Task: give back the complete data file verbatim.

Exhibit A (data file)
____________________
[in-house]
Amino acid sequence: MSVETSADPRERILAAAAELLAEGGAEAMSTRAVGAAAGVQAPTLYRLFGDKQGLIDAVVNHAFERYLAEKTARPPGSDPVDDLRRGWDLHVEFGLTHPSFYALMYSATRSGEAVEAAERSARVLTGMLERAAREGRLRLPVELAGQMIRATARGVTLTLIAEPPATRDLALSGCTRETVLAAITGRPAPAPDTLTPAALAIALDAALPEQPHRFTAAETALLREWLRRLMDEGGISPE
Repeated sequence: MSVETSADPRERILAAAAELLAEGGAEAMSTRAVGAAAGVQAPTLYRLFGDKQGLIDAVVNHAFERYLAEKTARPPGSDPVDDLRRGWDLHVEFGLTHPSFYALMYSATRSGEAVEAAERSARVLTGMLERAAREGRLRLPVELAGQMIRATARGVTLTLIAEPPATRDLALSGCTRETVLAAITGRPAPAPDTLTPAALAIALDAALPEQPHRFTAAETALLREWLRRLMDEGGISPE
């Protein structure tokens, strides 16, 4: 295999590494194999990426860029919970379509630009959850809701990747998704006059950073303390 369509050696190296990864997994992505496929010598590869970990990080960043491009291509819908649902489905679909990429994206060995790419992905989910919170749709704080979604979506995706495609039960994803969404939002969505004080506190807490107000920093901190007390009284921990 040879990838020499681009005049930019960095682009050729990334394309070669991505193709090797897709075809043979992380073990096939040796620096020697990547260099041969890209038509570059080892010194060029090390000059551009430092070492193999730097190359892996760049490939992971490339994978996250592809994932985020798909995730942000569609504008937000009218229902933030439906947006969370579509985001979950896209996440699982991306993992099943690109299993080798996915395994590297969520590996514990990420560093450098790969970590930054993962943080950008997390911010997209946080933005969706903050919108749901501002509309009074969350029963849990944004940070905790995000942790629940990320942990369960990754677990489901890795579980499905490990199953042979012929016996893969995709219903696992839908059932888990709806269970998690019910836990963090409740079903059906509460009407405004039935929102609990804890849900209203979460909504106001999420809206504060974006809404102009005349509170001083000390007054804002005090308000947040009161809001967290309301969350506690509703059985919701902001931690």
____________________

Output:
[in-house]
Amino acid sequence: MSVETSADPRERILAAAAELLAEGGAEAMSTRAVGAAAGVQAPTLYRLFGDKQGLIDAVVNHAFERYLAEKTARPPGSDPVDDLRRGWDLHVEFGLTHPSFYALMYSATRSGEAVEAAERSARVLTGMLERAAREGRLRLPVELAGQMIRATARGVTLTLIAEPPATRDLALSGCTRETVLAAITGRPAPAPDTLTPAALAIALDAALPEQPHRFTAAETALLREWLRRLMDEGGISPE
Repeated sequence: MSVETSADPRERILAAAAELLAEGGAEAMSTRAVGAAAGVQAPTLYRLFGDKQGLIDAVVNHAFERYLAEKTARPPGSDPVDDLRRGWDLHVEFGLTHPSFYALMYSATRSGEAVEAAERSARVLTGMLERAAREGRLRLPVELAGQMIRATARGVTLTLIAEPPATRDLALSGCTRETVLAAITGRPAPAPDTLTPAALAIALDAALPEQPHRFTAAETALLREWLRRLMDEGGISPE
């Protein structure tokens, strides 16, 4: 295999590494194999990426860029919970379509630009959850809701990747998704006059950073303390 369509050696190296990864997994992505496929010598590869970990990080960043491009291509819908649902489905679909990429994206060995790419992905989910919170749709704080979604979506995706495609039960994803969404939002969505004080506190807490107000920093901190007390009284921990 040879990838020499681009005049930019960095682009050729990334394309070669991505193709090797897709075809043979992380073990096939040796620096020697990547260099041969890209038509570059080892010194060029090390000059551009430092070492193999730097190359892996760049490939992971490339994978996250592809994932985020798909995730942000569609504008937000009218229902933030439906947006969370579509985001979950896209996440699982991306993992099943690109299993080798996915395994590297969520590996514990990420560093450098790969970590930054993962943080950008997390911010997209946080933005969706903050919108749901501002509309009074969350029963849990944004940070905790995000942790629940990320942990369960990754677990489901890795579980499905490990199953042979012929016996893969995709219903696992839908059932888990709806269970998690019910836990963090409740079903059906509460009407405004039935929102609990804890849900209203979460909504106001999420809206504060974006809404102009005349509170001083000390007054804002005090308000947040009161809001967290309301969350506690509703059985919701902001931690």